Next, use an Excel spreadsheet, like the one I developed here, to track your Roth IRA contributions. Your spreadsheet should have at least two columns: one that shows the amount of money you either contributed or took out of ANY of your Roth IRA accounts and one that shows the date of the transaction. To find past contributions, the financial institution where you have your Roth IRA should keep records of these transactions for a few years (or check all Form 5498’s that you might have received from your financial institution(s) over the years.) Make sure you never take out more than you’ve contributed, or you’ll likely face taxes or penalties.
Next, fund your separate, non-retirement Roth IRA with money that you need in the short (or long) term. If you’re saving for the short-term, like an emergency fund, choose a relatively safe investment like a bond or money market fund. The beauty of using a Roth for an emergency fund is that you get the benefits of easily-accessible principle (your contributions) with the added bonus of tax-free growth that can be used for retirement.**
This is great because your emergency funds might be invested for a really long time, if you’re lucky enough to avoid costly emergencies. In light of this, you’d like to maximize your gains by avoiding taxes while the money sits there. You can use a similar strategy when saving for a down payment on your first home. If (and ONLY if) you’ve had a Roth account open for at least 5 years, you can use up to $10,000 of Roth IRA gains towards a first-time home purchase tax- and penalty-free. So in this special case, you can even use the earnings (plus all the contributions) from your Roth IRA.
(Remember, you must have opened a Roth IRA account and deposited money into it at least 5 years ago to use this exception. There is a similar exception for qualified education expenses, except the earnings withdrawals are NOT tax-free, only 10% penalty-free. However, there are better ways to save for education.)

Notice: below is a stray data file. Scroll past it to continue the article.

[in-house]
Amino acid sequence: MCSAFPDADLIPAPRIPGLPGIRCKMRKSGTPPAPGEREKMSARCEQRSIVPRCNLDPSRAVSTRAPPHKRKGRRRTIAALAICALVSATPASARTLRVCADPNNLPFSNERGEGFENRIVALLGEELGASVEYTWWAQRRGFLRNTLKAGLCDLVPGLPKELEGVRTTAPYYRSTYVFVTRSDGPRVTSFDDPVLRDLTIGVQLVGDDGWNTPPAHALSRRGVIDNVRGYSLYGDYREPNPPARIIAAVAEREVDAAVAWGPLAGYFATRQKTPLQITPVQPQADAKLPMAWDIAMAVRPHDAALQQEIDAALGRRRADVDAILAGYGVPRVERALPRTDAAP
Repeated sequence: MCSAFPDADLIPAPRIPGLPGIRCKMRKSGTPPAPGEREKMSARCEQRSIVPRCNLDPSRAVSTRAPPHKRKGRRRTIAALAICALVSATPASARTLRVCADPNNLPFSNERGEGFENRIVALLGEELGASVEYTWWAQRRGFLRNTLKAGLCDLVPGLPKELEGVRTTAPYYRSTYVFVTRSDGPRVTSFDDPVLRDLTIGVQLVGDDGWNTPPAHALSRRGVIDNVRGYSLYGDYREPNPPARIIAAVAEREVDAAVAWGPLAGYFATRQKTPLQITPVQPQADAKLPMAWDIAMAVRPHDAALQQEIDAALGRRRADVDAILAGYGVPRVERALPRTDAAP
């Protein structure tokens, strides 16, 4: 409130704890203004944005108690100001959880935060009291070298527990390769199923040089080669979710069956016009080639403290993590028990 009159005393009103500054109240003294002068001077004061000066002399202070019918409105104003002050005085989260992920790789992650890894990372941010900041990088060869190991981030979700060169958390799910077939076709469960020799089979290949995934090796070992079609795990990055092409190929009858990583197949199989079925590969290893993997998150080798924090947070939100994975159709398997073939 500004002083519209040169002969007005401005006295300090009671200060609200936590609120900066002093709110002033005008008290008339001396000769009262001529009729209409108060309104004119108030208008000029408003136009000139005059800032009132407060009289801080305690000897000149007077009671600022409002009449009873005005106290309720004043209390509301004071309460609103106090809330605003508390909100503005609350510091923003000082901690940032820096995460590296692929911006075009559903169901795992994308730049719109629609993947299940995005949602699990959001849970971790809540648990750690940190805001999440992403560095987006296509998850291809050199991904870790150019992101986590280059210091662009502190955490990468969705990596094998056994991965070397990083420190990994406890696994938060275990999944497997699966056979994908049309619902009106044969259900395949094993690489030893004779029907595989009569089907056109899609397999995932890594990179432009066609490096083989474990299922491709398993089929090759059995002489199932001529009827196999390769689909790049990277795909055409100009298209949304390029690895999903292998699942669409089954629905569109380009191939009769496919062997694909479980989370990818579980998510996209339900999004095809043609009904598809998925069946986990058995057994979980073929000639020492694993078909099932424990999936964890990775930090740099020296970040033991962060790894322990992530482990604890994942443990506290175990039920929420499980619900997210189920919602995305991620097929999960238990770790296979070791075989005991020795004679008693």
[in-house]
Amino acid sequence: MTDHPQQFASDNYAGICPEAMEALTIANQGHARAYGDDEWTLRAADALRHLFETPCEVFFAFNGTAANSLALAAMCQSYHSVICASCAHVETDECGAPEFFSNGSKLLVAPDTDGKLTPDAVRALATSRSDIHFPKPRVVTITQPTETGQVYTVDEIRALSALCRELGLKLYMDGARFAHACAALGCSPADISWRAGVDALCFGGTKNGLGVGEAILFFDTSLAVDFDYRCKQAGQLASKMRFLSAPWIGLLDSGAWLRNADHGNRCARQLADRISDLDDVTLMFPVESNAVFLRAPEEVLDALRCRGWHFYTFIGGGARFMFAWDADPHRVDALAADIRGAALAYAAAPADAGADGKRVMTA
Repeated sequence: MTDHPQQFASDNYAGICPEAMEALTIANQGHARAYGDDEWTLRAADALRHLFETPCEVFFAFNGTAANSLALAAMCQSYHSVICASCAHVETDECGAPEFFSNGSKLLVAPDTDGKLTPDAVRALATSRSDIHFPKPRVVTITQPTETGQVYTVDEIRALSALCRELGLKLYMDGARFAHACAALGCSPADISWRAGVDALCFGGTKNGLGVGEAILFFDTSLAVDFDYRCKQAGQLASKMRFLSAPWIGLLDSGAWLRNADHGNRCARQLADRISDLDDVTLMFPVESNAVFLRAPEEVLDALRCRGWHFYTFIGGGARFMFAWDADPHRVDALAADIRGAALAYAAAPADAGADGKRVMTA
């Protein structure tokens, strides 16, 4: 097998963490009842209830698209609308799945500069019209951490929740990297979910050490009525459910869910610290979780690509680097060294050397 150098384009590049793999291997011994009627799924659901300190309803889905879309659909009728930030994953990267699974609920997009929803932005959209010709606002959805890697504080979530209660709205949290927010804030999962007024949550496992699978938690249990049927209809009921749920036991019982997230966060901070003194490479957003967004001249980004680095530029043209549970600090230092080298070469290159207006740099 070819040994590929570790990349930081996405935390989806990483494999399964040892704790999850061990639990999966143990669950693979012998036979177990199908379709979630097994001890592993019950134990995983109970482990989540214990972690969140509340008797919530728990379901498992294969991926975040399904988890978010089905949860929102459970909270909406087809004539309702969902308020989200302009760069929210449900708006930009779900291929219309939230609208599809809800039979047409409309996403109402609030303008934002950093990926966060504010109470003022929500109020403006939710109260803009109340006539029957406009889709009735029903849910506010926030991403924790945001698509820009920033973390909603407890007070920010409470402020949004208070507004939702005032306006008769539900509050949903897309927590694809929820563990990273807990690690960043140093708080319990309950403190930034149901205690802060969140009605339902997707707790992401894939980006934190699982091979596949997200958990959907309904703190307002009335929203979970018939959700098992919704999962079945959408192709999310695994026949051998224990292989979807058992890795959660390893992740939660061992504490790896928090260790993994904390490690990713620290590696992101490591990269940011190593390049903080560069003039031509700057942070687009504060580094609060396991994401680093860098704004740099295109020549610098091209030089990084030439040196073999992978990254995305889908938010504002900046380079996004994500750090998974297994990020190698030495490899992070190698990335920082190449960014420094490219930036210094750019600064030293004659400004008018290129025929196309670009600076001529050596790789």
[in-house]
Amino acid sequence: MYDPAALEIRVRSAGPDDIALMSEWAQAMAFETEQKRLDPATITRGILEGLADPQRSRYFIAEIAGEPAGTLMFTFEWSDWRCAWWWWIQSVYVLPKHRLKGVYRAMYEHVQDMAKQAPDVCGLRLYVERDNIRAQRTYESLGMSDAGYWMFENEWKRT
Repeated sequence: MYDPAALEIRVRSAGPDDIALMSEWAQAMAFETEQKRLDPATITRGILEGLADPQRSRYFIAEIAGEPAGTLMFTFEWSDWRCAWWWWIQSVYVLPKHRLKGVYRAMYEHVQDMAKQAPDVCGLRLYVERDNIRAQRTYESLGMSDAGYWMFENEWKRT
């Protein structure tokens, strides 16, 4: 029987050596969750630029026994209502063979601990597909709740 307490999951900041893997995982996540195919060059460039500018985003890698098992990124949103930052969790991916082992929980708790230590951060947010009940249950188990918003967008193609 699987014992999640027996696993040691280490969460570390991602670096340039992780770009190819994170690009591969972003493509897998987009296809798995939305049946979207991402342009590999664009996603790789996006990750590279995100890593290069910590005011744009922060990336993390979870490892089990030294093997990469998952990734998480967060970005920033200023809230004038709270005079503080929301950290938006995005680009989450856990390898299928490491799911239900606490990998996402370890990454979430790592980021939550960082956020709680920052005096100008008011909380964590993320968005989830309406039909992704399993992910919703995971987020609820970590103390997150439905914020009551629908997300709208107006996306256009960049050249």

As a final note, remember that the IRS doesn’t care which IRA accounts you deposit to or take money out of, all that matters is your total contributions & distributions from all your Roth IRA accounts combined. (Even so, I strongly recommend keeping Roth accounts you intend to use for short-term events separate from retirement-designated Roths.)
Start using this strategy today by opening a Roth IRA online at a reputable mutual fund house like Vanguard, Fidelity or T. Rowe Price. With minimum initial deposits as low as $50 for T. Rowe Price, there’s no excuse for not starting a Roth.
* The graph is inflation-adjusted because we always want to talk about ‘real dollars’, aka purchasing power. Another way of saying this is that we don’t really care about how many dollars we have, but how much stuff we can buy with them. If we didn’t factor in inflation, we would actually understate how valuable the tax-savings from a Roth are.
** If you really want to optimize your investment performance, you could periodically (perhaps annually) move the gains on your non-retirement Roth into a Roth you’ve designated for retirement. You would do this in order to move these gains (which shouldn’t be taken out until retirement) into a more volatile long-term investment, like a stock index fund, rather than having them sit in a stable, but lower expected return, short-term investment.